92. IWGP Heavyweight Championship Two Out of Three Falls Match: Kazuchika Okada [c] vs. Kenny Omega – NJPW Dominion 2018

Image Credit: NJPW

After giving their first match six stars, breaking his own scale, and killing his limited credibility, Dave Meltzer continued to up the ante for matches between Kazuchika Okada and Kenny Omega. This one got seven stars. I’ll start by getting the reason why it’s not a perfect match out of the way. The one time Kenny beat Okada was when he overwhelmed him with a quick pace in the G1 Climax. Considering he never beat Okada at a slower paced game and how he bragged about having the stamina advantage, it would make logical sense for him to bring that high energy right off the bat. Instead, they didn’t play enough off their G1 meeting and that didn’t make sense. With that out of the way, let’s praise this match. In the first fall, Omega kept having Okada’s usual formulaic stuff scouted. He understood his opponent in that sense. Knowing he beat Okada the one time he hit the One Winged Angel, Omega went for it too often and Okada countered into a rollup to take the first fall in 28:47. Okada became cocky, knowing he had barely been pinned in two years, so getting pinned twice in one match seemed unlikely. Omega tried new things out of desperation before tying it with the One Winged Angel at 47:47. The final fall beautifully showed how exhausted these guys were. They were dazed, would fall over after moves, and looked to be way out of it. Omega hit two more One Winged Angels to finally end Okada’s reign at the 64:50 mark. It isn’t the greatest match ever, but it’s a fantastic one. Great callbacks, exceptional pacing, quality action, and they didn’t try to go overly long and set some kind of record for the sake of it. Neck and neck with their G1 outing for their best work.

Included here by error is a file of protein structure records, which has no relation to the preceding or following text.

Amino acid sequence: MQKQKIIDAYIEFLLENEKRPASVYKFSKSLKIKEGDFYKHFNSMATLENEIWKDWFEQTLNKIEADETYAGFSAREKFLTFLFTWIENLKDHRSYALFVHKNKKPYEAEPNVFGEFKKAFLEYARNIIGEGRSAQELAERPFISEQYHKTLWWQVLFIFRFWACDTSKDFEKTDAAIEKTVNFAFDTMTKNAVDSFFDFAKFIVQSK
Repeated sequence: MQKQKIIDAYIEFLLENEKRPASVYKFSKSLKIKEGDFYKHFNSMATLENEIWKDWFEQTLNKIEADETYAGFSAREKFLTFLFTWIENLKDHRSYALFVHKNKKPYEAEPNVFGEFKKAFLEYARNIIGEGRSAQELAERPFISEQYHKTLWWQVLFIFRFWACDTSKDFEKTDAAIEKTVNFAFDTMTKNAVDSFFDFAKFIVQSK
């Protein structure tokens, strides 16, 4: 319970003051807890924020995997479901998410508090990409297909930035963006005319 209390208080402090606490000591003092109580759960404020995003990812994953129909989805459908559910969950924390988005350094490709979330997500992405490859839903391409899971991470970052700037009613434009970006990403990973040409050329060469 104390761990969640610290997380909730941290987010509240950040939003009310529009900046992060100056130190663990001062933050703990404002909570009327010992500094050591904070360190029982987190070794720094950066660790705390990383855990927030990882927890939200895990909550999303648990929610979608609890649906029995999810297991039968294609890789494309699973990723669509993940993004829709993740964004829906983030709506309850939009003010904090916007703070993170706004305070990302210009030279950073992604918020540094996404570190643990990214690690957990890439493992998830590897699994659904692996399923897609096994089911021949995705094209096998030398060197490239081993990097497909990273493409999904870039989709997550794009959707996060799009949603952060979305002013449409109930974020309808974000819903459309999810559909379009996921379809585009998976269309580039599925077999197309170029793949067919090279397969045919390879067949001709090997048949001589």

91. NXT Championship Two Out Of Three Falls Match: Adam Cole vs. Johnny Gargano – NXT TakeOver: New York

Image Credit: WWE

This was supposed to the final chapter for Johnny Gargano and Tommaso Ciampa. An injury to Ciampa halted that and this was what we got instead. The top heel against the top babyface, Two out of Three Falls, with the NXT Championship on the line. The first fall featured some stellar wrestling. Hold for hold, crisp exchanges, counters, etc. That sort of thing. There was a lot of well-crafted drama as they went for flash pins and came close to stealing a 1-0 lead. It was cool because a lot of these matches opt for the quick first fall and work from there. After Cole won that fall, he came out swinging in the next. He could smell the victory and it showed. Gargano had to play on the defensive. It looked like he made the ultimate mistake of pride by breaking out the chance to tie it up via countout. However, he managed to pull Cole into the Gargano Escape to even the score. That final fall was just two desperate men throwing bombs at each other. Cole was willing to win by countout but Johnny survived that and interference from the Undisputed Era. He eventually used Gargano Escape to finally capture the title after a grueling 38:10. When this happened live, I was moved by Gargano’s win but felt it went overboard on the late kickouts. I do still feel that way but I’ve grown to like the match more. It felt like an epic title fight culminating in a wonderful moment. Their follow up matches couldn’t touch it.